Fuser assemblies typically include a cleaning system by which the fuser roll can be automatically cleaned and/or supplied with a lubricant or release agent. In some cleaning devices, a cloth web is urged against the surface of the fuser roll at a location generally away from the nip formed by the pressure and fuser rolls. Other systems include a rotating oil-filed roller with a layer of permeable material, which slowly releases the oil on to the fuser roll and absorbs excess toner therefrom. In some cases, the toner can build up on the cleaning system and be retransferred as clumps to the fuser roll, to be deposited on a subsequent sheet. This can cause visible defects in the printed copies. Spots and strings of toner can also be deposited on the stripper fingers and temperature sensors of the fuser apparatus. The toner can also be transferred to the pressure roll, particularly after a pause in printing when rotation of the pressure and fuser rolls is recommenced. The toner is transferred from the pressure roll to the back side of the first copy and leads a user to request a servicing of the printer.
The following references, the disclosures of which are incorporated herein in their entireties by reference, are mentioned:
U.S. Pat. No. 6,378,161 to Parry discloses a cleaning element for use in the fuser section of an electrostatic reproduction apparatus or printer. The cleaning element includes a perforated oil-filled cylinder and an outer fabric layer including fibers, which project from the outer surface to form a pile.
U.S. Pat. No. 3,831,553 to Thettu discloses an apparatus for lubricating a heated fuser roll. The apparatus includes an applicator roll in contact with an oil supply and a wick, which contacts the fuser roll.
U.S. Pat. No. 5,674,020 to Kimura, et al. discloses an oil coating roller composed of a coating fluid holding member comprising a porous hollow cylindrical molded body impregnated with a coating fluid, such as silicone oil. A felt fabricated of heat-resistant fiber is wound around the outer surface to discloses a design of an applicator for applying a coating fluid, such as a lubricant, to a roller.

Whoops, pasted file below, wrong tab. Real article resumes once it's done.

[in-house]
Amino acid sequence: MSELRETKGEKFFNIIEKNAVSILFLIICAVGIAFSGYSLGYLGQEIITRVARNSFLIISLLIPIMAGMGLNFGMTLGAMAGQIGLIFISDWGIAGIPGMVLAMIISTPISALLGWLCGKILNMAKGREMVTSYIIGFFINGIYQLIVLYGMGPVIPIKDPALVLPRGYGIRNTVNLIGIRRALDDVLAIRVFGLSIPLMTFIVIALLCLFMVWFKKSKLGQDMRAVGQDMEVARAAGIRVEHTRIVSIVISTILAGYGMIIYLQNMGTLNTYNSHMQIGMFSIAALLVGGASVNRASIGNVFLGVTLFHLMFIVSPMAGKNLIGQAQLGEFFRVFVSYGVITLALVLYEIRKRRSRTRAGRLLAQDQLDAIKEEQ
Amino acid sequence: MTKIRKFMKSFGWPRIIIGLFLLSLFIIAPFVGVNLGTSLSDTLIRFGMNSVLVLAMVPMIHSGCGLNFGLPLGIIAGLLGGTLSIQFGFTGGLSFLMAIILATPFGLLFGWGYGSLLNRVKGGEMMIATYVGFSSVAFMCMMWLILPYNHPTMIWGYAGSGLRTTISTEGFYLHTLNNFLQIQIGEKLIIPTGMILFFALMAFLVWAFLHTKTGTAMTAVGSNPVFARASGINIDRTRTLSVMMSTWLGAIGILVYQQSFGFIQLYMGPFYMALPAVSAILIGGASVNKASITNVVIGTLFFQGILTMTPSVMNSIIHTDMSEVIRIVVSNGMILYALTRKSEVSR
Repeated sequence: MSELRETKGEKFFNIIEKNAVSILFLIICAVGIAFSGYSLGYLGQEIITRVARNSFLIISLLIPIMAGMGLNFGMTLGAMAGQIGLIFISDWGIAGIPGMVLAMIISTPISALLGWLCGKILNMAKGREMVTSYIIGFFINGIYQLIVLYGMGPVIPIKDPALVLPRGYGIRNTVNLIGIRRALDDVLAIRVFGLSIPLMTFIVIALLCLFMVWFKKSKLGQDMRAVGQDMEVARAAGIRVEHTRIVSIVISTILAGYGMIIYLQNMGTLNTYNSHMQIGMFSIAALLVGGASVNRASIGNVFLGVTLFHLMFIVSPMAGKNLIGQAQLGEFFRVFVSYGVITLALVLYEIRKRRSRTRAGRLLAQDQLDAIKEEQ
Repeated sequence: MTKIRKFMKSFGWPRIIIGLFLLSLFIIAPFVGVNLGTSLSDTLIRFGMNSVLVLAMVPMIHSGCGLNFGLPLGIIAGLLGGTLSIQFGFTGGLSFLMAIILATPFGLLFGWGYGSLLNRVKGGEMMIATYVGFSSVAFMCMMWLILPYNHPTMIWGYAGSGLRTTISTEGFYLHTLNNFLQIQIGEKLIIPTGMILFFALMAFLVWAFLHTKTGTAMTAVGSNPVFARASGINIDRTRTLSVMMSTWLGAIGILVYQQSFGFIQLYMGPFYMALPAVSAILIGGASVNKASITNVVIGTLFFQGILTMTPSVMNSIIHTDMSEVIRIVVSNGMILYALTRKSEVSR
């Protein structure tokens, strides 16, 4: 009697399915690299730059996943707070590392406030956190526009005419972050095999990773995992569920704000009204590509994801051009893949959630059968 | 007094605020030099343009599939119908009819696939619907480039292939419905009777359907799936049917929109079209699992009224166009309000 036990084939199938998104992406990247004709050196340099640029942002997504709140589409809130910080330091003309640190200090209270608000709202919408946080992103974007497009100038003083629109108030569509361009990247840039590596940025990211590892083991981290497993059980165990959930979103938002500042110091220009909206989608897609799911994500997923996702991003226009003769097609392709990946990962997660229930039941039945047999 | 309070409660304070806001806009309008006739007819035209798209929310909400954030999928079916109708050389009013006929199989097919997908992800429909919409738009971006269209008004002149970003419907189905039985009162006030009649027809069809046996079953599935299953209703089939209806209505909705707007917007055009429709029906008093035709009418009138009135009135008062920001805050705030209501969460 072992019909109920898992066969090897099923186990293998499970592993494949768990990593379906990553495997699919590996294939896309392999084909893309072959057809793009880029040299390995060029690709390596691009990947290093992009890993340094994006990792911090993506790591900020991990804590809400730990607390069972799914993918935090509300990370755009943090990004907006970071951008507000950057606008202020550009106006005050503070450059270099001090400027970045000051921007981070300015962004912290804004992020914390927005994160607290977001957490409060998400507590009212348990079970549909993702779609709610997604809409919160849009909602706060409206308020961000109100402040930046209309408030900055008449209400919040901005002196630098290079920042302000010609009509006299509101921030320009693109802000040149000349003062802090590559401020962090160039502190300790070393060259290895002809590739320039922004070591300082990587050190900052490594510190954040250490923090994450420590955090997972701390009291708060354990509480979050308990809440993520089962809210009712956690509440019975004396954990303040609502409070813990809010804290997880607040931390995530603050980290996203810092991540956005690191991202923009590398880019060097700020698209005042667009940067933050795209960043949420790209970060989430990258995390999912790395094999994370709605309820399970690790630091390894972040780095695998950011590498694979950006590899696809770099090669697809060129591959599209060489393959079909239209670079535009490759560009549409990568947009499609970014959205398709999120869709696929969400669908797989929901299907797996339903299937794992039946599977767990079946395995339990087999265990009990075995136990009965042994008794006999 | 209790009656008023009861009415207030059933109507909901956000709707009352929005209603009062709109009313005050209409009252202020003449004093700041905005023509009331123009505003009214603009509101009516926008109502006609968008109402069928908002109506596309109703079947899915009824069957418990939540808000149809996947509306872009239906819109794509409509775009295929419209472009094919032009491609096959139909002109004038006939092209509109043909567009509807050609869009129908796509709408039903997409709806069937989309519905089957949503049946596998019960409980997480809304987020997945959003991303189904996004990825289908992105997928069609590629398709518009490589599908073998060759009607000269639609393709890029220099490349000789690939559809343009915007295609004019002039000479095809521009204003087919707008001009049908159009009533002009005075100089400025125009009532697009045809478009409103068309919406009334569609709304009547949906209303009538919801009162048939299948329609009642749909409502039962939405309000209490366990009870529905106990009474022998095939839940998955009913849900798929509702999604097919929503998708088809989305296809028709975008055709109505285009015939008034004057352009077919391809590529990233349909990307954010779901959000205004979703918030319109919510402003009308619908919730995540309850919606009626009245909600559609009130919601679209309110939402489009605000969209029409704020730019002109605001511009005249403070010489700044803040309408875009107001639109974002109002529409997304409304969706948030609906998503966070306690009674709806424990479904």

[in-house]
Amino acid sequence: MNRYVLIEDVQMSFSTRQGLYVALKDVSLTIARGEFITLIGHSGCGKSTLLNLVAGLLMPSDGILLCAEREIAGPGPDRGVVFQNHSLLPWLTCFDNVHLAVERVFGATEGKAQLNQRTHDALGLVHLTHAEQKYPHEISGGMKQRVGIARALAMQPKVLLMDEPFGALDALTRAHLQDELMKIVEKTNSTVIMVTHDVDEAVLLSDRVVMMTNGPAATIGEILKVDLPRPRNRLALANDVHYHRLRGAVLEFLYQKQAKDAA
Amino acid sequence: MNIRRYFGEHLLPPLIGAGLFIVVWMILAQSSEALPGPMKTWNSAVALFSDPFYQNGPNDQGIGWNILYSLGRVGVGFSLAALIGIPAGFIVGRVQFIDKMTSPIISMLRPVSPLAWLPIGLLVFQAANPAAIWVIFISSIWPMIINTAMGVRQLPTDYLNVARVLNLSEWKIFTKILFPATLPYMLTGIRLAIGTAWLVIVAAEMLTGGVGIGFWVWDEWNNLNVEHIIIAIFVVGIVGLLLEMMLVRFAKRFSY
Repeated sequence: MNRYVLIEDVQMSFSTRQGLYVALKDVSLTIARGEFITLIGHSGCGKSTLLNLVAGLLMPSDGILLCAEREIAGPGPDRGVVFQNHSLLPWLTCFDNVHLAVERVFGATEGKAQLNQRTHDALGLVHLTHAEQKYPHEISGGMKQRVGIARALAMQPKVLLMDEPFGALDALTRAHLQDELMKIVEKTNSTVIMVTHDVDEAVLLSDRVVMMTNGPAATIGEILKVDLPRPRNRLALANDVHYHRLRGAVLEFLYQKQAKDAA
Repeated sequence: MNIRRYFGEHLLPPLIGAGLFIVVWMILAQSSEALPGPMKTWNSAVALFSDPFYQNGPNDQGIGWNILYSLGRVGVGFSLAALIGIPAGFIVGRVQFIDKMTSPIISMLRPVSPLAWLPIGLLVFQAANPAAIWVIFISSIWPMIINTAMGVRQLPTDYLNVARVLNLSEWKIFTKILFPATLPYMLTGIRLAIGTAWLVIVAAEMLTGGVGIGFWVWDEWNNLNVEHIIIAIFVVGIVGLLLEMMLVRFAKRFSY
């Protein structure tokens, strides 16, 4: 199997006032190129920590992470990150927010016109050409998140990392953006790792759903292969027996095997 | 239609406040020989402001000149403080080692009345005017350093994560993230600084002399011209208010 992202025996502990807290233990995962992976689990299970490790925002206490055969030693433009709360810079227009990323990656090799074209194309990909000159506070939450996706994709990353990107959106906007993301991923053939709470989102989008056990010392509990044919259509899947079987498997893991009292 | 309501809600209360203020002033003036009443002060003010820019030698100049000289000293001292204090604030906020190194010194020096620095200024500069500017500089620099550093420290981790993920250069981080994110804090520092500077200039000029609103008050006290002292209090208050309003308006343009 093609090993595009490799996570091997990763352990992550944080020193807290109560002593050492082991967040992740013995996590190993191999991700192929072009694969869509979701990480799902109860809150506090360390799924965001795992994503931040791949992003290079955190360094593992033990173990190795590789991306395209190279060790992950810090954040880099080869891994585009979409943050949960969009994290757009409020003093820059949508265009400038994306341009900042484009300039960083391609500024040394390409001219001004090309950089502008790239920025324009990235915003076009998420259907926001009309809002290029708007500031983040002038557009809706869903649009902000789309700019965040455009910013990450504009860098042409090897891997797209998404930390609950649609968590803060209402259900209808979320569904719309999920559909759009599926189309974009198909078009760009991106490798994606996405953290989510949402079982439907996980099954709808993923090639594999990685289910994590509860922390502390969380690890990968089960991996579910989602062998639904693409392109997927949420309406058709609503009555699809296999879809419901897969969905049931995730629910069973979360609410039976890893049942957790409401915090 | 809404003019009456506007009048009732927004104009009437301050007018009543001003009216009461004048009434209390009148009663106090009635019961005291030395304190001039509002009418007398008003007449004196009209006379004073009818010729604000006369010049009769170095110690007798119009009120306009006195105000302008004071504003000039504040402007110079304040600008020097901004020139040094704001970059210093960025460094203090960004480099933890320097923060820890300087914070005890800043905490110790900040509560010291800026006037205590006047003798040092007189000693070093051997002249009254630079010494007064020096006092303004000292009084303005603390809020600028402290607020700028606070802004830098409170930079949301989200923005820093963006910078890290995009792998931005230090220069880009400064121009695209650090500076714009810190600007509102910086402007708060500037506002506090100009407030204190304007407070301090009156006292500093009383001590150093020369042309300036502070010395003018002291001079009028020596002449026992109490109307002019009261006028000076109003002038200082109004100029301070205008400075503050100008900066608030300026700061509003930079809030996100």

U.S. Pat. No. 5,534,986 to Irro, et al. discloses an oil metering device for a fuser roll which includes an exchangeable applicator roller mounted on a carrier tube.
Aspects of the exemplary embodiment disclosed herein relate to a cleaning system, to a fuser apparatus incorporating a lubrication device, and to a method of removing toner from a fuser roll.
In one aspect, a fuser apparatus includes first and second rolls rotatably mounted parallel to an in contact with each other to form a nip through which print media with a toner image thereon is passed to fuse the image to the print media. The fuser apparatus also includes a cleaning system for cleaning one of the rolls. The cleaning system includes a rotatably mounted cleaning roll, an outer surface thereof comprising a pile, and a flicker bar arranged to detach toner from the pile.
In another aspect, a method for removing toner from a fuser first roll includes contacting the fuser first roll with a cleaning roll to detach loose toner from the fuser roll, an outer surface of the cleaning roll comprising a pile. The cleaning roll is contacted with a flicker bar to detach toner from the cleaning roll. The flicker bar contacts fibers of the pile to detach the loose toner therefrom.